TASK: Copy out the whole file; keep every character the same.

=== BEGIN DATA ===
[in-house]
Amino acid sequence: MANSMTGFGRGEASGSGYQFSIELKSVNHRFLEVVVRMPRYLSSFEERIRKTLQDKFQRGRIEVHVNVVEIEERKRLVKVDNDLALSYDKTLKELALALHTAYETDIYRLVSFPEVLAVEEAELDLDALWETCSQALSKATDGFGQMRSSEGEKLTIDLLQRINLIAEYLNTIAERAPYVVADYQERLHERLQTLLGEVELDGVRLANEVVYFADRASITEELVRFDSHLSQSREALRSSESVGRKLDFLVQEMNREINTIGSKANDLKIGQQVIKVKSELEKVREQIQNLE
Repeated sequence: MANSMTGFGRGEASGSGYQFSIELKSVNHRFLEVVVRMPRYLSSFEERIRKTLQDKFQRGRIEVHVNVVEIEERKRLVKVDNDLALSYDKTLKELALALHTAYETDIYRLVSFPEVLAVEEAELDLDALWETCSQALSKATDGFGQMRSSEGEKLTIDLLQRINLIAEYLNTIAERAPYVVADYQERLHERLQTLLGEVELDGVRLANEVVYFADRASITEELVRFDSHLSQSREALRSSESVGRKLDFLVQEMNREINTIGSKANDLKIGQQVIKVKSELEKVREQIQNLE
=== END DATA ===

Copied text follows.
[in-house]
Amino acid sequence: MANSMTGFGRGEASGSGYQFSIELKSVNHRFLEVVVRMPRYLSSFEERIRKTLQDKFQRGRIEVHVNVVEIEERKRLVKVDNDLALSYDKTLKELALALHTAYETDIYRLVSFPEVLAVEEAELDLDALWETCSQALSKATDGFGQMRSSEGEKLTIDLLQRINLIAEYLNTIAERAPYVVADYQERLHERLQTLLGEVELDGVRLANEVVYFADRASITEELVRFDSHLSQSREALRSSESVGRKLDFLVQEMNREINTIGSKANDLKIGQQVIKVKSELEKVREQIQNLE
Repeated sequence: MANSMTGFGRGEASGSGYQFSIELKSVNHRFLEVVVRMPRYLSSFEERIRKTLQDKFQRGRIEVHVNVVEIEERKRLVKVDNDLALSYDKTLKELALALHTAYETDIYRLVSFPEVLAVEEAELDLDALWETCSQALSKATDGFGQMRSSEGEKLTIDLLQRINLIAEYLNTIAERAPYVVADYQERLHERLQTLLGEVELDGVRLANEVVYFADRASITEELVRFDSHLSQSREALRSSESVGRKLDFLVQEMNREINTIGSKANDLKIGQQVIKVKSELEKVREQIQNLE